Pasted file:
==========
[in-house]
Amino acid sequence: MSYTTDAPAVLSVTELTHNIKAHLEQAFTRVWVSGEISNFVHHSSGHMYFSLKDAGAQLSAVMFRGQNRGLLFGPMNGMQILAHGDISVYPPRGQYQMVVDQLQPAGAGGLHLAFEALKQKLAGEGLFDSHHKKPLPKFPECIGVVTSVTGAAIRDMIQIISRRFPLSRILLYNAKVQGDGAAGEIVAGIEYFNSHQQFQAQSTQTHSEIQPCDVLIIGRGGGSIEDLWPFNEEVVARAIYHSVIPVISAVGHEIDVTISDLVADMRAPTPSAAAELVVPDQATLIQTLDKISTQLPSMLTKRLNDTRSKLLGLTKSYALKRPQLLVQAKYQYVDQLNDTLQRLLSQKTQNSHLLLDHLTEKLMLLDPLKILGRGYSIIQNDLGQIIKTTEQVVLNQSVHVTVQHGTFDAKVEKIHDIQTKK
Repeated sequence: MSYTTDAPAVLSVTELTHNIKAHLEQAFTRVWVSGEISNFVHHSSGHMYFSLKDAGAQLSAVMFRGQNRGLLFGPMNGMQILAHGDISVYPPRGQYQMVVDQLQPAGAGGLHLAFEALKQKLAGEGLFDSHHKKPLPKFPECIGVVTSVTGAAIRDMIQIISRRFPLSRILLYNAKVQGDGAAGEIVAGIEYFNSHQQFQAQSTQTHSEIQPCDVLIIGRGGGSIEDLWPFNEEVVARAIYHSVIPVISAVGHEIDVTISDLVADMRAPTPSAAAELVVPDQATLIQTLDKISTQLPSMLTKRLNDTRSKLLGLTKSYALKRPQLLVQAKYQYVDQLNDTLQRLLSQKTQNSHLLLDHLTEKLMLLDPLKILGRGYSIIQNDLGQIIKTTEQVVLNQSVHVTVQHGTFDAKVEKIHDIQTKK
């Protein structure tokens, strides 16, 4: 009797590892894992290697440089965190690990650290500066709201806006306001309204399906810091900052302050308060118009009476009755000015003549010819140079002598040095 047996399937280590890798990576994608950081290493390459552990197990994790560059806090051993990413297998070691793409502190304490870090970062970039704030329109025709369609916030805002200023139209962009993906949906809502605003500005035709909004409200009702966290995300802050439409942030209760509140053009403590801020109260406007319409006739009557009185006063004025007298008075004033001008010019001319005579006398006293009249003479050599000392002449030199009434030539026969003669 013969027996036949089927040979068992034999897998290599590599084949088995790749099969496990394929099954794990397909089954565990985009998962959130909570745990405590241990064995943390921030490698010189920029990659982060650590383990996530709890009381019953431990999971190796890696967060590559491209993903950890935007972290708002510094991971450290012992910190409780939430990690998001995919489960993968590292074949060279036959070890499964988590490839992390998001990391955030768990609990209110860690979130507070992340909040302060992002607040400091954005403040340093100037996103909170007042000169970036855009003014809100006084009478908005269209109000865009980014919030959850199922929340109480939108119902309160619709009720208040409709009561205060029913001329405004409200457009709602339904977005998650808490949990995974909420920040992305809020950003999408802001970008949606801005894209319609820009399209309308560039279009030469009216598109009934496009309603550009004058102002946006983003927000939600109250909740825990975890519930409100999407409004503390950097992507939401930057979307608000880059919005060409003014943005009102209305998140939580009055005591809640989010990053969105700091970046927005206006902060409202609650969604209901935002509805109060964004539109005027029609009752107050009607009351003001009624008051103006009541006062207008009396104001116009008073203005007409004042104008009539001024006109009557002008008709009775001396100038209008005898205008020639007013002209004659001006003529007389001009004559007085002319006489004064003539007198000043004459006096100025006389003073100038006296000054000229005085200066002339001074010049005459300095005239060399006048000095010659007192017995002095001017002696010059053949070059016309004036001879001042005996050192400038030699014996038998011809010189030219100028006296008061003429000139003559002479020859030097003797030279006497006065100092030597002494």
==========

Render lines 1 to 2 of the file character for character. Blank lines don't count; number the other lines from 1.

[in-house]
Amino acid sequence: MSYTTDAPAVLSVTELTHNIKAHLEQAFTRVWVSGEISNFVHHSSGHMYFSLKDAGAQLSAVMFRGQNRGLLFGPMNGMQILAHGDISVYPPRGQYQMVVDQLQPAGAGGLHLAFEALKQKLAGEGLFDSHHKKPLPKFPECIGVVTSVTGAAIRDMIQIISRRFPLSRILLYNAKVQGDGAAGEIVAGIEYFNSHQQFQAQSTQTHSEIQPCDVLIIGRGGGSIEDLWPFNEEVVARAIYHSVIPVISAVGHEIDVTISDLVADMRAPTPSAAAELVVPDQATLIQTLDKISTQLPSMLTKRLNDTRSKLLGLTKSYALKRPQLLVQAKYQYVDQLNDTLQRLLSQKTQNSHLLLDHLTEKLMLLDPLKILGRGYSIIQNDLGQIIKTTEQVVLNQSVHVTVQHGTFDAKVEKIHDIQTKK